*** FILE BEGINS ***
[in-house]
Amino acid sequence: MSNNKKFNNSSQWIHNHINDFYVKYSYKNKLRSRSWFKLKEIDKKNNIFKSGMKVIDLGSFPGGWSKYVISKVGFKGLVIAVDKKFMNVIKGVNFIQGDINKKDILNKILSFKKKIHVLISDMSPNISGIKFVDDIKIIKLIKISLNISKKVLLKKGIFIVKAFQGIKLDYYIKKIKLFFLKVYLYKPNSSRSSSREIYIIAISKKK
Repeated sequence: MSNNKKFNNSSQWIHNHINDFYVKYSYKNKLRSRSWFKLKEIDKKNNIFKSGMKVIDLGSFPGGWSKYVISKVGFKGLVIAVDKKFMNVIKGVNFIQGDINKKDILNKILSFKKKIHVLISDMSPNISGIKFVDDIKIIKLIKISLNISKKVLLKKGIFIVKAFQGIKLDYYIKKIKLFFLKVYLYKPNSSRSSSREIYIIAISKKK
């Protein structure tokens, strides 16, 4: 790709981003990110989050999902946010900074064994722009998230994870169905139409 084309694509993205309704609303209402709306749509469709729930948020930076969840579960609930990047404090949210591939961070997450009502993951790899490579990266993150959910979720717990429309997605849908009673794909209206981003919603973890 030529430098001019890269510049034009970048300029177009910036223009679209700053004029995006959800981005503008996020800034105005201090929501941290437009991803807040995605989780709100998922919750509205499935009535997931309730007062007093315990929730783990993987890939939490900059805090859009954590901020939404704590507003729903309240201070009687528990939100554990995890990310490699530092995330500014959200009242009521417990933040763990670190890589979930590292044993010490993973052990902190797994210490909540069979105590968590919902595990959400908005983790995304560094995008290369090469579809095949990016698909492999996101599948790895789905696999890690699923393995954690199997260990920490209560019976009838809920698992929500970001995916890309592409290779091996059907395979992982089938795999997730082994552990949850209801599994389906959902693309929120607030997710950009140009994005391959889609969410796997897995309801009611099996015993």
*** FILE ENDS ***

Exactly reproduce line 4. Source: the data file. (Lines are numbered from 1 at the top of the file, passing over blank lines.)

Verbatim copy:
């Protein structure tokens, strides 16, 4: 790709981003990110989050999902946010900074064994722009998230994870169905139409 084309694509993205309704609303209402709306749509469709729930948020930076969840579960609930990047404090949210591939961070997450009502993951790899490579990266993150959910979720717990429309997605849908009673794909209206981003919603973890 030529430098001019890269510049034009970048300029177009910036223009679209700053004029995006959800981005503008996020800034105005201090929501941290437009991803807040995605989780709100998922919750509205499935009535997931309730007062007093315990929730783990993987890939939490900059805090859009954590901020939404704590507003729903309240201070009687528990939100554990995890990310490699530092995330500014959200009242009521417990933040763990670190890589979930590292044993010490993973052990902190797994210490909540069979105590968590919902595990959400908005983790995304560094995008290369090469579809095949990016698909492999996101599948790895789905696999890690699923393995954690199997260990920490209560019976009838809920698992929500970001995916890309592409290779091996059907395979992982089938795999997730082994552990949850209801599994389906959902693309929120607030997710950009140009994005391959889609969410796997897995309801009611099996015993």